The outcomes of the 2018 midterm elections in the U.S. demonstrate how vital girls’ and women’s leadership programs and initiatives, like those led by Emily’s List, VoteRunLead, Rise Up, and WEDO, are to removing barriers, creating role models, and catapulting girls and women into leadership positions. But equally important are institutions like the Global Institute for Women’s Leadership, launched by Julia just last year, which disseminates knowledge for action on the best practices in women’s leadership development. Yet, importantly, what works to advance women leaders in high-income countries may not work in low- or middle-income countries or in areas of conflict and crisis. Additional factors like economic instability, high unemployment, heightened gender-based violence, a lack of basic needs like safe shelter, or sociocultural barriers to accessing financial, material, or human resource capital can create further challenges, especially for women. In generating evidence on what works, how, where, and why, we must also prioritize cross-cultural conversations among women from all regions of the world.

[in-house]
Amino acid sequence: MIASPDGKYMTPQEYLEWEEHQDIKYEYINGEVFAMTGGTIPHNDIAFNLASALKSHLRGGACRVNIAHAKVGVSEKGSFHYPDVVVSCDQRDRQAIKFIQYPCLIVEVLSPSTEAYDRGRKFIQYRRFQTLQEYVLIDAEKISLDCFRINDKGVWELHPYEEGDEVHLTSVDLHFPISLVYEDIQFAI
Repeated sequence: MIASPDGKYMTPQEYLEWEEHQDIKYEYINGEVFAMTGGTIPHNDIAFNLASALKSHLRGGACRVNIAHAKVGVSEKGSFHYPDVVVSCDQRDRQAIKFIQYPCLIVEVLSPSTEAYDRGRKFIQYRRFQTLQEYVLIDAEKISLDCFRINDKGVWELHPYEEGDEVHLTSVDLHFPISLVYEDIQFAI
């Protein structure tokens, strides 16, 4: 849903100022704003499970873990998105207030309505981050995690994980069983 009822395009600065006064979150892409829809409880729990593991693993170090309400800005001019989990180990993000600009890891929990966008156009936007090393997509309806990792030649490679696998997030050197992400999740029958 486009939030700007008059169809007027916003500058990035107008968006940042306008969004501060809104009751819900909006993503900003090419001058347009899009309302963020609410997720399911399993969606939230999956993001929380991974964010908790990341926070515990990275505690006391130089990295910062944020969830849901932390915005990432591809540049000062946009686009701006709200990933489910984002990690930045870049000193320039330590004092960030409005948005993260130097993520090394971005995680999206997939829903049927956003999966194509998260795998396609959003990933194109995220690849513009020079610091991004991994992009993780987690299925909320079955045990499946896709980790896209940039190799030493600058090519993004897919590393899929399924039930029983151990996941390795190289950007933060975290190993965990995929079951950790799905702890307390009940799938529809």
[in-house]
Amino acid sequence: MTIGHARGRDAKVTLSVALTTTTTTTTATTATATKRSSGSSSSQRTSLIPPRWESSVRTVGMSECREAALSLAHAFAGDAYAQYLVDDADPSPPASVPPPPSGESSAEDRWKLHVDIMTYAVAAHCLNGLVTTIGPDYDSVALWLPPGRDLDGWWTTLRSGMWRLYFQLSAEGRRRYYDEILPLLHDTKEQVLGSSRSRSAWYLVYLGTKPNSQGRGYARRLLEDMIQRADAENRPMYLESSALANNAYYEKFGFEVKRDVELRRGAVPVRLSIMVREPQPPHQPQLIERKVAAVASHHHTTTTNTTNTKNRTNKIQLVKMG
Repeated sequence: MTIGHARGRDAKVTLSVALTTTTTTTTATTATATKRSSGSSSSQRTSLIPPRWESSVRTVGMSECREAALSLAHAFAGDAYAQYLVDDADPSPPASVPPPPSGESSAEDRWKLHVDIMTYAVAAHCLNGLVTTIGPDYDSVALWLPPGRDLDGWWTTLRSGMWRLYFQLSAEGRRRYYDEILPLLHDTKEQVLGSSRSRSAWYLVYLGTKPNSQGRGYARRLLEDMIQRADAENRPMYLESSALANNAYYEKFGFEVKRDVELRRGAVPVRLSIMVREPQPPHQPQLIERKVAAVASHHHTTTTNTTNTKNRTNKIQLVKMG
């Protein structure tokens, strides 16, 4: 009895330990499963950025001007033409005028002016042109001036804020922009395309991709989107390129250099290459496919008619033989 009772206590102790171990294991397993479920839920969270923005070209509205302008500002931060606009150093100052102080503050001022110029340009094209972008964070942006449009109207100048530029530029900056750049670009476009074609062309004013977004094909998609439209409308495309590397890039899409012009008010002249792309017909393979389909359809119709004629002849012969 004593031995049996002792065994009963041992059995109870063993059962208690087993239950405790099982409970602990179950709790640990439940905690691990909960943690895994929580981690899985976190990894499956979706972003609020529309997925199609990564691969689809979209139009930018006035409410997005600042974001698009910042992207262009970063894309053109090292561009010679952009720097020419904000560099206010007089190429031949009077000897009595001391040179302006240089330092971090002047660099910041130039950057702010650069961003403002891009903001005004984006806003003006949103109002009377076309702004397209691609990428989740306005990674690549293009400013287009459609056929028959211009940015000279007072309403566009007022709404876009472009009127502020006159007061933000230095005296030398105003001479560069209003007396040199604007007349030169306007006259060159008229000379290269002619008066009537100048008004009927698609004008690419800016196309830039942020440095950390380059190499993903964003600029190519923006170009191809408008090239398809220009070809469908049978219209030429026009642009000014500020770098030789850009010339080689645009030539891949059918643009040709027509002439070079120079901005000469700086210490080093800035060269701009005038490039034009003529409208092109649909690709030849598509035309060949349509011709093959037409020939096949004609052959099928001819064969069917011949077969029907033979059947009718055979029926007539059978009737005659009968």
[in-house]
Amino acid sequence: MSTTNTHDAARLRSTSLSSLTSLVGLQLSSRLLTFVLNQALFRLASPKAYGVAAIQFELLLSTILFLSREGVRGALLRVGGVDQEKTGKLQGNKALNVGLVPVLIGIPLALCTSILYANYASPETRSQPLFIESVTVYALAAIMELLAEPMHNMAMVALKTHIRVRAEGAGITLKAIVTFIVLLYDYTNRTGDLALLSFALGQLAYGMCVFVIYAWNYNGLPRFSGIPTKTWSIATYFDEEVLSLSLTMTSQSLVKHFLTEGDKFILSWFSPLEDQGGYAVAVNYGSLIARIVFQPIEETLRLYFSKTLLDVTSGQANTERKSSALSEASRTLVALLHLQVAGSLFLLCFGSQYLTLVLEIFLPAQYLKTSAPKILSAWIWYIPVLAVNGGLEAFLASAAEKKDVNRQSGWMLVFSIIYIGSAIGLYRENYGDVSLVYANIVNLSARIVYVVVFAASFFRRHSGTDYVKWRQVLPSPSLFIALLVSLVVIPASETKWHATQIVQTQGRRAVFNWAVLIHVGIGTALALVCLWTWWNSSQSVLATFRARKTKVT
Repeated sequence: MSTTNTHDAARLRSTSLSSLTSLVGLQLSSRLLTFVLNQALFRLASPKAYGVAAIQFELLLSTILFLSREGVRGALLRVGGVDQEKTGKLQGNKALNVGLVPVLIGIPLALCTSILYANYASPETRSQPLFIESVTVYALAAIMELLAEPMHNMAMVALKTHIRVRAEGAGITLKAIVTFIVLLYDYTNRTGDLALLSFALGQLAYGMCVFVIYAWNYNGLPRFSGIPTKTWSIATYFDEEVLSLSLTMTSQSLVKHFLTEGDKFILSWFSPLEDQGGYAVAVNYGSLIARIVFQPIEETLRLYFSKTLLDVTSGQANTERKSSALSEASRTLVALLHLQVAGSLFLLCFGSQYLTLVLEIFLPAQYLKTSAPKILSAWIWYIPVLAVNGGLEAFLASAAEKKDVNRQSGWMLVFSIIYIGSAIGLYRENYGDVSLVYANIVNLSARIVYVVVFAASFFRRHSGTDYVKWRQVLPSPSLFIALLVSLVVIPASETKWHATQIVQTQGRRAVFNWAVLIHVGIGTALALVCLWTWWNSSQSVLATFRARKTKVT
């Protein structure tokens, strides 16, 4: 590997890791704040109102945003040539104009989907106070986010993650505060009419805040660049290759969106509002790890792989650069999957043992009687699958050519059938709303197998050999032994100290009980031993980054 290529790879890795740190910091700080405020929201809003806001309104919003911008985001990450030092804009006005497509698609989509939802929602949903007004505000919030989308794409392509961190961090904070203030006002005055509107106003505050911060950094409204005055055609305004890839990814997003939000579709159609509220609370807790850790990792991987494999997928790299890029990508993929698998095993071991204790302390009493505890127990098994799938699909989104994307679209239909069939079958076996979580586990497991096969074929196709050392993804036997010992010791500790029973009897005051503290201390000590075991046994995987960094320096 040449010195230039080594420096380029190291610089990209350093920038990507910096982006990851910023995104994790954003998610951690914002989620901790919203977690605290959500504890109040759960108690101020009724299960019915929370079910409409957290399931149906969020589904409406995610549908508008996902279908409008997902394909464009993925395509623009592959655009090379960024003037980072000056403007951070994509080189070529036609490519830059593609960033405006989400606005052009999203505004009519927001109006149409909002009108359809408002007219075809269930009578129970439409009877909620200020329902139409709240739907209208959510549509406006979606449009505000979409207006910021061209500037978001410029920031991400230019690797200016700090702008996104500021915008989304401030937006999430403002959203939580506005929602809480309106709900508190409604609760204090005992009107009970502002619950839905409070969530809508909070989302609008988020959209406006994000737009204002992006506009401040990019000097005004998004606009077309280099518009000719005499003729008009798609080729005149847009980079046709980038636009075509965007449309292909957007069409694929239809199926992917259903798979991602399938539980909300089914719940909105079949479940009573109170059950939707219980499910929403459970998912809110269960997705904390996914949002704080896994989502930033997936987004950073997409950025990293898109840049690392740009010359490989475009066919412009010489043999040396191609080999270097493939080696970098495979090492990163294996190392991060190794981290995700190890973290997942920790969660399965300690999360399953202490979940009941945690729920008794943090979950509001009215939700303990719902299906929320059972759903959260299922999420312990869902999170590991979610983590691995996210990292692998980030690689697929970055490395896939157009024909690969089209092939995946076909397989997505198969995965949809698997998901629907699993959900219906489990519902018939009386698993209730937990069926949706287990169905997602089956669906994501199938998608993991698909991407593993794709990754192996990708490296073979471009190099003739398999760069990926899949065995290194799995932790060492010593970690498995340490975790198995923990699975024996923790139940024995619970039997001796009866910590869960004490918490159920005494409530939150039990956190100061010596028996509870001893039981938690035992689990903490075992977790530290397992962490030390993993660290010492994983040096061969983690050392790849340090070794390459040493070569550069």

2. We need better policies, comprehensive services, and mindset change to reduce barriers for women in the home, the workplace, and en route to positions of leadership.

The opening of a new daycare center for U.S. House of Representative staff with children added more news to celebrate last week. But such signs of progress must not release pressure on policymakers and decisionmakers from addressing the host of workplace inequities that perpetuate discriminatory gender norms, including lack of family leave (encompassing maternity, paternity, and elder care), unequal pay for equal work, or gaps in labor laws that leave women vulnerable to sexual harassment. Equally important, inequities in the workplace that begin in the home and in communities must also be addressed: from the unequal distribution of domestic and child care responsibilities to the gender stratification of physical spaces of power and decisionmaking. We have much to learn from organizations big and small around the world that are generating best practices and frameworks for stimulating community mindset change around gender norms.